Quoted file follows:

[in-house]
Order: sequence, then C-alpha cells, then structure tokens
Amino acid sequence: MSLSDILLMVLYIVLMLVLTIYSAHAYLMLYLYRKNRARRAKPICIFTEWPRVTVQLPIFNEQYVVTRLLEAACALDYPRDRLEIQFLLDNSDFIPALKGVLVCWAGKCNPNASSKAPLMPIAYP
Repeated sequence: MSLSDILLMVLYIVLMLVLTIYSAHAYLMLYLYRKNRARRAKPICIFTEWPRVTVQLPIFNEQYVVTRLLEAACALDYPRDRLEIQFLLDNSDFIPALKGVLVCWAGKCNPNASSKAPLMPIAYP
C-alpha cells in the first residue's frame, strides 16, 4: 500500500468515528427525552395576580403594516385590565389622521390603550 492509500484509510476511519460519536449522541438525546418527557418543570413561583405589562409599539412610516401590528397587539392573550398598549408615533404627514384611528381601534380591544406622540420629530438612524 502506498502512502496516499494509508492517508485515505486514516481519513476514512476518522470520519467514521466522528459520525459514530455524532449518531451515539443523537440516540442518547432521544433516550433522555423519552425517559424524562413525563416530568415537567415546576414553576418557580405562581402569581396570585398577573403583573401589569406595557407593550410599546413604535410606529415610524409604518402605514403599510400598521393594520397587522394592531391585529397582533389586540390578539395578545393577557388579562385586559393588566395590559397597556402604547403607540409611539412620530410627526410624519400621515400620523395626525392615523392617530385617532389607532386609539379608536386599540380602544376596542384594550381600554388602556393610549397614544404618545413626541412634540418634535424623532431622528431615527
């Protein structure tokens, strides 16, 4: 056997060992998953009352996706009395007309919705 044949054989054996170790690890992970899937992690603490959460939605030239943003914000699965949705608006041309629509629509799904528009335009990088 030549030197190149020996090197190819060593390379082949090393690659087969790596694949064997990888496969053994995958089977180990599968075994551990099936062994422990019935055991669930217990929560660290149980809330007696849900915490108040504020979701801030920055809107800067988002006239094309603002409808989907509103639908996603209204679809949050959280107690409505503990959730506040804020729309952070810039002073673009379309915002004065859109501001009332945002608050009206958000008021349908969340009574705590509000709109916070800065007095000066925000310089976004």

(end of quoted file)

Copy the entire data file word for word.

[in-house]
Order: sequence, then C-alpha cells, then structure tokens
Amino acid sequence: MSLSDILLMVLYIVLMLVLTIYSAHAYLMLYLYRKNRARRAKPICIFTEWPRVTVQLPIFNEQYVVTRLLEAACALDYPRDRLEIQFLLDNSDFIPALKGVLVCWAGKCNPNASSKAPLMPIAYP
Repeated sequence: MSLSDILLMVLYIVLMLVLTIYSAHAYLMLYLYRKNRARRAKPICIFTEWPRVTVQLPIFNEQYVVTRLLEAACALDYPRDRLEIQFLLDNSDFIPALKGVLVCWAGKCNPNASSKAPLMPIAYP
C-alpha cells in the first residue's frame, strides 16, 4: 500500500468515528427525552395576580403594516385590565389622521390603550 492509500484509510476511519460519536449522541438525546418527557418543570413561583405589562409599539412610516401590528397587539392573550398598549408615533404627514384611528381601534380591544406622540420629530438612524 502506498502512502496516499494509508492517508485515505486514516481519513476514512476518522470520519467514521466522528459520525459514530455524532449518531451515539443523537440516540442518547432521544433516550433522555423519552425517559424524562413525563416530568415537567415546576414553576418557580405562581402569581396570585398577573403583573401589569406595557407593550410599546413604535410606529415610524409604518402605514403599510400598521393594520397587522394592531391585529397582533389586540390578539395578545393577557388579562385586559393588566395590559397597556402604547403607540409611539412620530410627526410624519400621515400620523395626525392615523392617530385617532389607532386609539379608536386599540380602544376596542384594550381600554388602556393610549397614544404618545413626541412634540418634535424623532431622528431615527
């Protein structure tokens, strides 16, 4: 056997060992998953009352996706009395007309919705 044949054989054996170790690890992970899937992690603490959460939605030239943003914000699965949705608006041309629509629509799904528009335009990088 030549030197190149020996090197190819060593390379082949090393690659087969790596694949064997990888496969053994995958089977180990599968075994551990099936062994422990019935055991669930217990929560660290149980809330007696849900915490108040504020979701801030920055809107800067988002006239094309603002409808989907509103639908996603209204679809949050959280107690409505503990959730506040804020729309952070810039002073673009379309915002004065859109501001009332945002608050009206958000008021349908969340009574705590509000709109916070800065007095000066925000310089976004």